Your Guide to Real Estate Closings

Obviously buying and selling a home is about dollars and cents and property values. What's not so obvious is that its' also about the law.

Every aspect of a sale, from purchase contract to title search has essential legal dimensions. Since this might well be the largest transaction of your life, it makes sense to have good legal advice through out the process, from contracts with brokers to purchase offers and financing.

Nowhere is legal help more essential than in the time leading up to the closing (or settlement as it is sometimes called), and the closing itself, when all aspects of the deal are pulled together.

Before the Closing

At the closing, the buyer buys, the seller sells, and the lender lends. None of this can happen without careful preparation.

In the weeks leading up to the closing, the parties and their lawyers review all the documents to see that everyone is fulfilling the conditions of the sales contract. This might include satisfying any inspections specified in the contract (for example, for plumbing, heating and electrical systems or for structural soundness). It might also include satisfying the attorney-approval rider (making the contract subject to approval by the parties' attorneys), mortgage contingency rider, and the like.

Also essential is a title search to assure that the seller has authority to sell the property, and that there are no existing claims against the property, such as undisclosed unpaid mortgages, liens of workers or people supplying construction property (both known as mechanic's liens), outstanding court judgments, and liens for unpaid taxes. A title search will also discover easements (rights of a third party to use the property) and other encumbrances that the seller should be aware of. Any defects in the title should be corrected before the closing.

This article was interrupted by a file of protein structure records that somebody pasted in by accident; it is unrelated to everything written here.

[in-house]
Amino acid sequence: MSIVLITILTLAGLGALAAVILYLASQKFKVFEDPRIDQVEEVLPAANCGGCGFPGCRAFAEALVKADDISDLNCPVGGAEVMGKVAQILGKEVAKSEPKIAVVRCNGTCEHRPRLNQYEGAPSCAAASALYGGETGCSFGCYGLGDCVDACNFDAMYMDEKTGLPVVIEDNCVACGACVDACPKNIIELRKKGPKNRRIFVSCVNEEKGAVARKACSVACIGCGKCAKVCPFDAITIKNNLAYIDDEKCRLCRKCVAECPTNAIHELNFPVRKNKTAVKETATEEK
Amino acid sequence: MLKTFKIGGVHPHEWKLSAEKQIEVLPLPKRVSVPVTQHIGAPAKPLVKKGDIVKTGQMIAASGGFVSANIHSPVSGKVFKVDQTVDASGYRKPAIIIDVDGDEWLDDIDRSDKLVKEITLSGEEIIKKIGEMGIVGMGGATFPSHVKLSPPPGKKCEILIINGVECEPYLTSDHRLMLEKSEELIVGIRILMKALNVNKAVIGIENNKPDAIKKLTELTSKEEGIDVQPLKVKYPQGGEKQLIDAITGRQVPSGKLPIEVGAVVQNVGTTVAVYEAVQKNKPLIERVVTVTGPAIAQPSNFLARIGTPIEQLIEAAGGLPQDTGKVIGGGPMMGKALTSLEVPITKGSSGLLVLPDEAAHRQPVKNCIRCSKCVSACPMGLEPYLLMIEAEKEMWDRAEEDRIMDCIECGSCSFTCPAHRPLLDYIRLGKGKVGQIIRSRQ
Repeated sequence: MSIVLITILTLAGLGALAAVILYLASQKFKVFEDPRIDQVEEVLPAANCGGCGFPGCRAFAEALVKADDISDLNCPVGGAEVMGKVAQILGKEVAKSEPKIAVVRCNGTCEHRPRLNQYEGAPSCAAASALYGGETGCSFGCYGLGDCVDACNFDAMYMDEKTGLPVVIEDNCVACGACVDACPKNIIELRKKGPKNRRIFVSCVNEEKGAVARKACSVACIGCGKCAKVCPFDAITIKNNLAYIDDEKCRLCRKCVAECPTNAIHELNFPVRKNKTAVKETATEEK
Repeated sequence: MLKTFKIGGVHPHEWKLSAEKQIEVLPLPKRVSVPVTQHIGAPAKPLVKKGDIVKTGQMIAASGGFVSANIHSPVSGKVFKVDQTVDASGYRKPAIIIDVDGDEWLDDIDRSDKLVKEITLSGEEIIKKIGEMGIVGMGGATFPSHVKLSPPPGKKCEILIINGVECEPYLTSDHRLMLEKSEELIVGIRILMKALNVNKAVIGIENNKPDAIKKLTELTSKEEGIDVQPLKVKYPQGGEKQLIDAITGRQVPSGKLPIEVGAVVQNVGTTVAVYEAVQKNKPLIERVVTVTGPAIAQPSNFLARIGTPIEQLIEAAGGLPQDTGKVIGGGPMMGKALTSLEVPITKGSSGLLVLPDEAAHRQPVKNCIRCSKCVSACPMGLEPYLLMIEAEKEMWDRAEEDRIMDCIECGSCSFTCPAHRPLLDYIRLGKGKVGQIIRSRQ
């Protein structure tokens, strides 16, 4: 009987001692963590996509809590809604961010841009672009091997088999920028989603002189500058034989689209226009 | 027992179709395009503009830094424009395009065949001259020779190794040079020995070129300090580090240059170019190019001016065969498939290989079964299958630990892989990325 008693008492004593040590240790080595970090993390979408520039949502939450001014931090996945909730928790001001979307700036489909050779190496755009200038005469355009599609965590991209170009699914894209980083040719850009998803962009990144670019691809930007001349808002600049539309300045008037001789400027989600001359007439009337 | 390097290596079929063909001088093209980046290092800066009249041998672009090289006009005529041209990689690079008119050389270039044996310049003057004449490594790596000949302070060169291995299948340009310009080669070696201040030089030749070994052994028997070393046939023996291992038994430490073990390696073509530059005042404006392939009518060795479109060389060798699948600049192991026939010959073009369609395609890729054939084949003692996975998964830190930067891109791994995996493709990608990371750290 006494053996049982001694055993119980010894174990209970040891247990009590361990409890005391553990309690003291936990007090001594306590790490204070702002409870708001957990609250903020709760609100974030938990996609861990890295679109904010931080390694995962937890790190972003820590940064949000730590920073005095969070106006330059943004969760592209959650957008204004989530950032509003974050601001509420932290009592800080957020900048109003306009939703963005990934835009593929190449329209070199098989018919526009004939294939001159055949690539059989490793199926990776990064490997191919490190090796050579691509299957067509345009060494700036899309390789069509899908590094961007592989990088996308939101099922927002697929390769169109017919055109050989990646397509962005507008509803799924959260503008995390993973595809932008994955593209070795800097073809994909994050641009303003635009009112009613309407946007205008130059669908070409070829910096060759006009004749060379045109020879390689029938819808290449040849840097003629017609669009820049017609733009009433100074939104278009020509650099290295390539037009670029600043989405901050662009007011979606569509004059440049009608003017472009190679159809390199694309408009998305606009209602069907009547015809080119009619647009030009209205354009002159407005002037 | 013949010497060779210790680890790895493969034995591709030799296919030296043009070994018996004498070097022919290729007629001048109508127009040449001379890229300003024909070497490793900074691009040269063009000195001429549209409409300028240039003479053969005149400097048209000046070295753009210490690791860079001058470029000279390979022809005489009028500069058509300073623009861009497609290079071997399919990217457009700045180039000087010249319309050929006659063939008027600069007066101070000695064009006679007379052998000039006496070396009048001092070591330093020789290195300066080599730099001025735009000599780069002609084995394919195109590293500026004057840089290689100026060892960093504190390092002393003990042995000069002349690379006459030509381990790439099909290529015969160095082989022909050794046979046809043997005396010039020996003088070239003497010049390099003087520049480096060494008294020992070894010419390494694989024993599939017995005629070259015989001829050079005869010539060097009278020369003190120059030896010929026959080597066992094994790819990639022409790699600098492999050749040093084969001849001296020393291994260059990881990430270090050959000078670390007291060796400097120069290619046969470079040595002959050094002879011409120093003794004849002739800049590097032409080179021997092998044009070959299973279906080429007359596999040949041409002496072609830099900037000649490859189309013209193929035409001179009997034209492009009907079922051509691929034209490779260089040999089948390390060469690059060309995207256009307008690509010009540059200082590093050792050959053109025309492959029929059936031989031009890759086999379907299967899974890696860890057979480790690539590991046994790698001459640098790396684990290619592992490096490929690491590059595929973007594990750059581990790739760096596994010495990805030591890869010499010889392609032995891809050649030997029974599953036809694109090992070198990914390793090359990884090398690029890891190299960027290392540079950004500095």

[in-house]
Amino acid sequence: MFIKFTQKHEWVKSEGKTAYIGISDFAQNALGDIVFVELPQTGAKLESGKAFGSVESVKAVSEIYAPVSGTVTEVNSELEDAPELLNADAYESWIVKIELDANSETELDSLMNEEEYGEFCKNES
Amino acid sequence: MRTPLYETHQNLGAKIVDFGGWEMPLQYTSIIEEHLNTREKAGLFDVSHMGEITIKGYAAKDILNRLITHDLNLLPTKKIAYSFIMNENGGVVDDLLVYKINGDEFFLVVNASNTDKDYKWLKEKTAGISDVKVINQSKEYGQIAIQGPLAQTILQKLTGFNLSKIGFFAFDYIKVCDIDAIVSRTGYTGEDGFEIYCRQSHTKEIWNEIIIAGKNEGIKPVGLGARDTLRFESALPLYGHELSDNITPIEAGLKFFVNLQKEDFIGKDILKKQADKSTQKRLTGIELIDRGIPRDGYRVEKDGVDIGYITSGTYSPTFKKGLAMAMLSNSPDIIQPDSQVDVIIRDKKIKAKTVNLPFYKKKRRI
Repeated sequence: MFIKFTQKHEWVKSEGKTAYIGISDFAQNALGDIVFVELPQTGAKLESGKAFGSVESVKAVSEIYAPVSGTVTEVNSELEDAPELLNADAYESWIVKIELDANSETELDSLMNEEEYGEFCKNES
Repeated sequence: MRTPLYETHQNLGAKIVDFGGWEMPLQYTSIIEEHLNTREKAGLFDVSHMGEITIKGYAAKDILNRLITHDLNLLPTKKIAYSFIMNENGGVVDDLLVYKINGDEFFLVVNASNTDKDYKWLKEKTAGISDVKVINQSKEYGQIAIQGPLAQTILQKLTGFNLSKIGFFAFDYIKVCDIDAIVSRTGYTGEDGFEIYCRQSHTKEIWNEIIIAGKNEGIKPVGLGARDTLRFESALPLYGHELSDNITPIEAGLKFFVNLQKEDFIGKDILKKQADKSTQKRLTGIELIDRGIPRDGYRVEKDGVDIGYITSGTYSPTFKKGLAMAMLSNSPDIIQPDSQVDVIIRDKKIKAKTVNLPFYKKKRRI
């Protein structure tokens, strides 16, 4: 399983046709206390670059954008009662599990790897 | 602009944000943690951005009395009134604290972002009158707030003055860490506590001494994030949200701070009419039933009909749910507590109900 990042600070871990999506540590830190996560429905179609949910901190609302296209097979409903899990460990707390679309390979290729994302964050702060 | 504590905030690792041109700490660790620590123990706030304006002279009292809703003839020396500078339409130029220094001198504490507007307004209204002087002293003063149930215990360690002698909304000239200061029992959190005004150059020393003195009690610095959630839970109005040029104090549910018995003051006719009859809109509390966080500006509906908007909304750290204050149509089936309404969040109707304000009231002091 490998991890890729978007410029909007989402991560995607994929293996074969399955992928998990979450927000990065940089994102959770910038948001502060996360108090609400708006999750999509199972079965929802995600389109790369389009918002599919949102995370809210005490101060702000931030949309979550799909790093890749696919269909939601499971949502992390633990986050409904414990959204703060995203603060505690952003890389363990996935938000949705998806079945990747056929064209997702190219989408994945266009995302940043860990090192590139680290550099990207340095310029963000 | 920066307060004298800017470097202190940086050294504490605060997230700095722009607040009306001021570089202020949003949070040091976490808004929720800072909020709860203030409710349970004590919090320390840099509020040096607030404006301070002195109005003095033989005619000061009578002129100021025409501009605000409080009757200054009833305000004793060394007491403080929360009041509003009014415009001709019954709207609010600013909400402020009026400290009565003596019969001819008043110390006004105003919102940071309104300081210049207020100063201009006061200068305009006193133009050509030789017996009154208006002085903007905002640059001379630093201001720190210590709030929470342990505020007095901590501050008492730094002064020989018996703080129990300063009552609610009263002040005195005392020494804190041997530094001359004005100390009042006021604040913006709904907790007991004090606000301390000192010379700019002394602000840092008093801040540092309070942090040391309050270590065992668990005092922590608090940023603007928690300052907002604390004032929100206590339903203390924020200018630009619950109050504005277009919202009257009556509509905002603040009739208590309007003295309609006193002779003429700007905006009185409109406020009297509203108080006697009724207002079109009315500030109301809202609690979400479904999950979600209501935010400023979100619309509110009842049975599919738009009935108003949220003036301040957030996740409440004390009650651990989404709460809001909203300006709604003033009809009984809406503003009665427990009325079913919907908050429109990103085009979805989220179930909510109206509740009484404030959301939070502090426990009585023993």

Of course, much of this preparation will have to do with financing. Though it is sometimes possible to assume (take over) an existing mortgage, and a few sellers will act as a lending institution by retaining a lien on the property and having the buyer make payments directly to them, the vast majority of sales are financed through new mortgages.

The process of getting a mortgage involves sorting through a variety of possible mortgage brokers, lenders and loan alternatives (fixed rate or variable, 15 year or 30 year term, etc.) Qualifying for a loan involves providing income information, credit history, a list of outstanding debts and assets, and documenting the source of the down payment. The lender will also want to obtain an appraisal of the property (to make sure it is worth at least the loan amount). The lender will sometimes also require a registered survey.

It is during this time that many of the settlement costs - which can amount to from 2 to 7% of the cost of the loan - are incurred. There are generally no fixed rules about which party pays which fees. Local custom will play a role, but so will negotiation - buyer and seller often allocate some settlement coasts in the sales contract. Other costs might be negotiable between buyer and lender. The time to negotiate about settlement costs is early in the process.

In order to prevent unpleasant surprises at the closing, federal law requires that, if the buyer is obtaining a federally insured mortgage, several days before the closing a settlement Statement be made available that details the figures as known at that time for closing costs,. However, these are preliminary, and final figures might well differ.

The Closing Itself

That is where all the i's are dotted and t's crossed.

The buyer makes the required payments, the seller produces all the documents necessary to convey the property to the buyer, the lender advances money and receives documents in return guaranteeing the right to sell the home to recover the value of the loan in the event of nonpayment.

Here's a quick look at the legal dimensions of these transactions.

The buyer and seller pro-rate certain credits and charges. The seller will receive credits for fuel on hand 9such as oil in home heating tank), prepaid taxes, unused insurance premiums, prepaid interest, and escrow deposits for insurance, taxes and public utility charges such as water and sewer taxes. The buyer will receive credits for earnest money deposited and taxes or special assessments that the seller has not paid. The buyer and seller may also have an agreement to transfer certain personal property along with the real property.

With all the pieces in place, all the documents in hand and all the checks written, the deal will be done. The seller receives the purchase price, minus the down payment, and the buyer walks out with the deed and the keys to a new house.